By now, the readers of this blog will be familiar with the issues brought about by the ruling of the Court of Justice of the European Union (CJEU) in Slovak Republic v Achmea BV. In essence, that ruling declared unenforceable the arbitration mechanism contained in the bilateral investment treaty (BIT) between The Netherlands and the Czech and Slovak Federative Republic, the Dutch-Slovak BIT, for being incompatible with EU law. The CJEU stated the main reasons for this incompatibility to be as follows:
- An intra-EU investment tribunal is not bound by Article 267 of the Treaty on the Functioning of the European Union (TFEU) and hence calls into question the uniformity of EU law in proceedings before it (see Achmea, at paragraphs 37, 43, 49 and 58).
- An intra-EU tribunal is not bound by the obligation of sincere co-operation under Article 4(1) of the Treaty on European Union (TEU) and hence places at risk the relationship of mutual trust between the EU member state courts (see Achmea, at paragraphs 34 and 58).
- As a result, an intra-EU investment tribunal cannot ensure the full effectiveness of EU law in situations where there is a requirement to apply and interpret EU law (see Achmea, at paragraph 56).
- In those circumstances, an intra-EU investment tribunal will “have an adverse effect on the autonomy of EU law” (see Achmea, at paragraph 59).
Questions arise as to the proper scope of the CJEU’s ruling and whether it would reach beyond the limits of arbitration under intra-EU BITs for the resolution of disputes between investors and an individual EU member state to arbitration of disputes under multilateral investment agreements to which the EU as a whole is a party, such as the Energy Charter Treaty (ECT). I have shared some of my thoughts on this in a previous blog. However, in the light of more recent developments in the aftermath of Achmea, this topic deserves further consideration.
Before delving deeper, in my view the arbitration mechanism contained in Article 26 ECT remains enforceable despite the ruling of the CJEU in Achmea. The main reason for this is two-fold. First of all, the CJEU did not address arbitration in a multilateral context, let alone under the ECT more specifically. It only concerned itself with arbitration in bilateral scenarios in an intra-EU context. Tellingly, the CJEU’s conclusions against compatibility were premised on the fact that the Dutch-Slovak investment tribunal was constituted under “an agreement [that is, the Czech-Slovak BIT] which was concluded not by the EU but by [EU] Member States” (see Achmea, at paragraph 58). In other words, the CJEU’s conclusions were not intended to extend to agreements, like the ECT, to which the EU as a whole is a party. Second of all, the EU itself acceded to the ECT without making any reservations. This includes the EU’s submission to the dispute resolution mechanism set out in Article 26 ECT. On accession, the EU must therefore have considered that dispute resolution mechanism, including the arbitration clause that it contains, fully compatible with EU law.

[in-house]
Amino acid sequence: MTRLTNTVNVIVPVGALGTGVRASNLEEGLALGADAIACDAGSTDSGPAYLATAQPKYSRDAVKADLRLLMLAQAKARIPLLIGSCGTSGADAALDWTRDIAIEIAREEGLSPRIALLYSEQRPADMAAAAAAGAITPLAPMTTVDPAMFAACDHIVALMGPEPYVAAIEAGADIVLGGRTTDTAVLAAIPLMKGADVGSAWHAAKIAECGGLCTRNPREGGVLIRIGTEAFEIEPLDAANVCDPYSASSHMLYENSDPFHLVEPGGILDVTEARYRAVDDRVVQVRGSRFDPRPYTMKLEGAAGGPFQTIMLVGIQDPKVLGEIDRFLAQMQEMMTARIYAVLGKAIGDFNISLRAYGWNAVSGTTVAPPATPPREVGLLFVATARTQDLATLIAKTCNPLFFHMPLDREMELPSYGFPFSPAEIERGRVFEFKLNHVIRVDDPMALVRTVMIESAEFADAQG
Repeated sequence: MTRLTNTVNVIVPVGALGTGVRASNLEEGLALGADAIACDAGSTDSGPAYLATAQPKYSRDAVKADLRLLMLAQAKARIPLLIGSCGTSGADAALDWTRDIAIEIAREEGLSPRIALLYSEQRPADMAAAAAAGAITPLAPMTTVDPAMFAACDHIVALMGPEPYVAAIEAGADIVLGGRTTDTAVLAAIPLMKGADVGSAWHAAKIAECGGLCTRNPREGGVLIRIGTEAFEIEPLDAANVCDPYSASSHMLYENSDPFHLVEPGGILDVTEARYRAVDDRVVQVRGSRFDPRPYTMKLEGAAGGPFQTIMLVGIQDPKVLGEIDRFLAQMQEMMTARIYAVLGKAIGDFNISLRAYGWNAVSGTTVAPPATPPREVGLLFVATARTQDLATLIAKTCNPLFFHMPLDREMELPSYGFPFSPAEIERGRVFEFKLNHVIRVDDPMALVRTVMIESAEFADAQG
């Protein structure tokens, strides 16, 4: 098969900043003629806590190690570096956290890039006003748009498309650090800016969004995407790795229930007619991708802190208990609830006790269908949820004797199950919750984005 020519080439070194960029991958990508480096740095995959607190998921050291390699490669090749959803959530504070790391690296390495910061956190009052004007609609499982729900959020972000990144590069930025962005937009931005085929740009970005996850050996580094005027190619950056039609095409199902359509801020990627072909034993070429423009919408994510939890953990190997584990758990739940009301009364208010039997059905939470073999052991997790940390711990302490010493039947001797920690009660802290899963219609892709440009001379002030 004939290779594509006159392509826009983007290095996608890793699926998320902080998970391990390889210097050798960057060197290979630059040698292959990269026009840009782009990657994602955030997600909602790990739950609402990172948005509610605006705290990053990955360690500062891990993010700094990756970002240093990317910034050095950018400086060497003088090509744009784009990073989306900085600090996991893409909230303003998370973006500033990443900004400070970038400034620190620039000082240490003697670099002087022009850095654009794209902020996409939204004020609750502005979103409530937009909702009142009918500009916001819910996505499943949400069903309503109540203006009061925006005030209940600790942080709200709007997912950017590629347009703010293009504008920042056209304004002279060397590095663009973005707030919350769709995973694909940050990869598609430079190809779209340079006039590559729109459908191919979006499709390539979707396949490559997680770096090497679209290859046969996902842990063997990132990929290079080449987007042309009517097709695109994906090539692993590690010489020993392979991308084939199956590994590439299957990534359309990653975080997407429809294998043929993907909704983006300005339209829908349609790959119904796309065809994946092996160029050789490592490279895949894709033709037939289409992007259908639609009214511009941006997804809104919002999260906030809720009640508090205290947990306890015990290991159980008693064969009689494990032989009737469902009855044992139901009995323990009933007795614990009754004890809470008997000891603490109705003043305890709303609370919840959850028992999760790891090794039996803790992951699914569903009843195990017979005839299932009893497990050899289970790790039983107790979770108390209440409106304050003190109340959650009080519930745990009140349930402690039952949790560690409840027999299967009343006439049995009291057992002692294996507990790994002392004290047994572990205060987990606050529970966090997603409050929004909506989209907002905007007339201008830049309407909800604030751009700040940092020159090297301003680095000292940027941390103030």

This conclusion also stands confirmed by a more recent decision of an ICSID tribunal that specifically deals with the Achmea issue within the context of the ECT (see Vattenfall AB and others v Federal Republic of Germany). According to the tribunal, the CJEU’s Achmea ruling does not preclude arbitration under the ECT. Instead, the tribunal confirmed that the CJEU is “silent on the compatibility of intra-EU investor-State dispute settlement under the ECT with EU law” (see decision on the Achmea issue, at paragraph 163). In any event, pursuant to this tribunal, a literal reading of the ECT supports a conclusion in favour of investor-state arbitration involving the EU member states: